7 Tips For Non-EU Residents on Tax Preparation Services – UK VAT and E-Commerce Accountancy Services

Posted by: Jay Redman
Category: Tax & Accounting
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Introduction

As a general rule, expats will be expected to pay into the United Kingdom’s (UK) National Insurance system once they begin working in the country. This is necessary to fund the costs of health insurance and welfare as well as other social programs.

Even if you no longer reside in the U.K., you may be required to file a tax return with HMRC. The tax regulations for UK citizens and non-residents are considerably different, and determining your tax residency status in the UK is one of your first tasks. It’s crucial to keep in mind that even if you live in another country, you could still be a UK tax resident. This article looks at ten tips for non-EU residents on tax preparation services. 

Establish your tax residence status

  1. To assess whether you are a tax resident, HMRC uses the Statutory Residence Test. Non-residents make one of the most common and often costly blunders of reading about it on the Internet and making their judgment about their residency status.

It can be difficult to determine your tax residency status, therefore you should always obtain assistance from an experienced accountant. Making a mistake might result in penalties and unexpected tax bills.

Do the Statutory Residence Test (SRT)

The SRT took effect on April 6, 2013. Read RDRM11000 onwards for further details on the entire test. You can use the exam to determine your residency status for a given tax year, sincere each tax year is considered independently.

Three automatic overseas tests to consider if you are a non-UK resident.

  1. First Automatic Test: If you lived in the UK for one or more of the three tax years before the current tax year and spent fewer than 16 days in the UK during that year, you will be a non-UK resident for the tax year.
  1. Second Automatic Tax Year: If you didn’t live in the UK for any of the previous three tax years and spent less than 46 days in the UK during the tax year, you’ll be a non-UK resident for the tax year.
  1. Third Automatic Test: You’ll be a non-UK resident for the tax year if you work full-time outside the UK during that time and: 
  • You spend fewer than 91 days in the UK throughout the tax year; 
  • You work for more than 3 hours in the UK on less than 31 days; 
  •  There is no significant break from your overseas work.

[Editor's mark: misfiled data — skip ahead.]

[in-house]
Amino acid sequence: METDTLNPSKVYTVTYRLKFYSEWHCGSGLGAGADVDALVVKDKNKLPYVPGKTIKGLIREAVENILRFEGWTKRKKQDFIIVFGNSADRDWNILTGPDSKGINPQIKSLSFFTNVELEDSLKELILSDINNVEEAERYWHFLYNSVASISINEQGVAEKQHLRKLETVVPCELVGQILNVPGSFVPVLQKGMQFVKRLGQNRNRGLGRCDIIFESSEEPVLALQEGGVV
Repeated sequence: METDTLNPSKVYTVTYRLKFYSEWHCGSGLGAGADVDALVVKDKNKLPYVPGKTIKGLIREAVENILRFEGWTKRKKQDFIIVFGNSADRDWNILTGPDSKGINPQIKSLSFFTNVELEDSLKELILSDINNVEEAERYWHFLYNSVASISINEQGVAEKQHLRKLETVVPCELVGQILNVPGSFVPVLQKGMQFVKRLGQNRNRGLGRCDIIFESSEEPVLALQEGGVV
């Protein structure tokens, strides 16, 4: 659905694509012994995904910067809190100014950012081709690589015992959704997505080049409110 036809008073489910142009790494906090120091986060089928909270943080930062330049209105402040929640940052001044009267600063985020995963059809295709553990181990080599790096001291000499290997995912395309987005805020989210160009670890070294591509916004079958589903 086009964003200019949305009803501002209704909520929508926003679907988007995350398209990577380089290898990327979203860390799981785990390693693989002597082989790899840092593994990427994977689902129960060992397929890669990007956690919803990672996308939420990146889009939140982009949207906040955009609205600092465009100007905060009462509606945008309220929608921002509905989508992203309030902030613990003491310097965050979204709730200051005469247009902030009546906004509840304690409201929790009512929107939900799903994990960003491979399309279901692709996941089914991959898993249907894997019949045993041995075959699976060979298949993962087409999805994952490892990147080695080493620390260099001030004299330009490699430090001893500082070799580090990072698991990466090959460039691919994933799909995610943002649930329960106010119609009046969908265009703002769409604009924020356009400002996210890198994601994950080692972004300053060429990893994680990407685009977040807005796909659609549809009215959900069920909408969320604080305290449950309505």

When are you considered a UK resident?

If you have or have had a house in the UK for all or part of the year and the following conditions apply, you will be a UK resident for the tax year:

  • There was or was at least one 91-day period when you had a residence in the UK.
  • You have been present in that home for at least 30 days at any time during the year.
  • You didn’t have an overseas house at the time and spent less than 30 days in it. 

What is your domicile?

When it comes to calculating your international income for UK tax reasons, your domicile is crucial. Domicile is determined by UK law and refers to a person’s long-term, permanent residence. At the moment of your birth, your domicile of origin was the same as your father’s.

Foreign Income could be subject to tax

The amount of tax you pay on your international earnings is determined by your resident and domicile status in the UK. If you are a UK resident, you will be taxed on all of your investment income, regardless of where it is earned. 

What is the sufficient ties test?

If you’re still confused about your residency status after studying the preceding tests, you should consider the sufficient ties exam. It determines if you have sufficient ties to the UK to be considered a resident. The following are examples of ties:

  • Family members in the UK (for example, a spouse or children)
  • Accommodation, defined as a place to stay that is available to you for 91 days, excluding hotels.
  • In the UK, 40 working days of 3+ hours a day or more are required.
  • In at least one of the preceding two tax years, you spent more than 90 days in the UK.
  • During the tax year, you spent more days in the UK than in any other country.

You can split your time between two countries

You may be entitled to apply split-year treatment to reduce your tax burden if you left or arrived in the UK during the tax year and meet specified conditions about your unique case.

Conclusion

If you do not live in the UK full time, you should ensure that that you pay taxes for the number of days you reside in the UK. This article explains ten things to help you effectively prepare for UK taxation as a foreign entrepreneur or expat.

FAQs

Can your UK day count be reduced?

There are scenarios where HMRC could decide to reduce your day count. For example, due to unusual circumstances, your UK day count may be decreased to account for days spent in the UK that did not generate economic activity. 

What are split years?

You’ll be a UK resident for the entire tax year, although it may be split between the UK and an overseas portion. If there is an actual or deemed departure from the UK during a year in which you are a UK resident, you must evaluate whether any of the split years cases 1-3 applies.

What are the penalties for filing my tax return late?

If your tax return is up to three months late, you will be charged a £100 late filing penalty. If you pay your tax bill late or later, you’ll have to pay more and late payments will incur interest charges.

Author: Jay Redman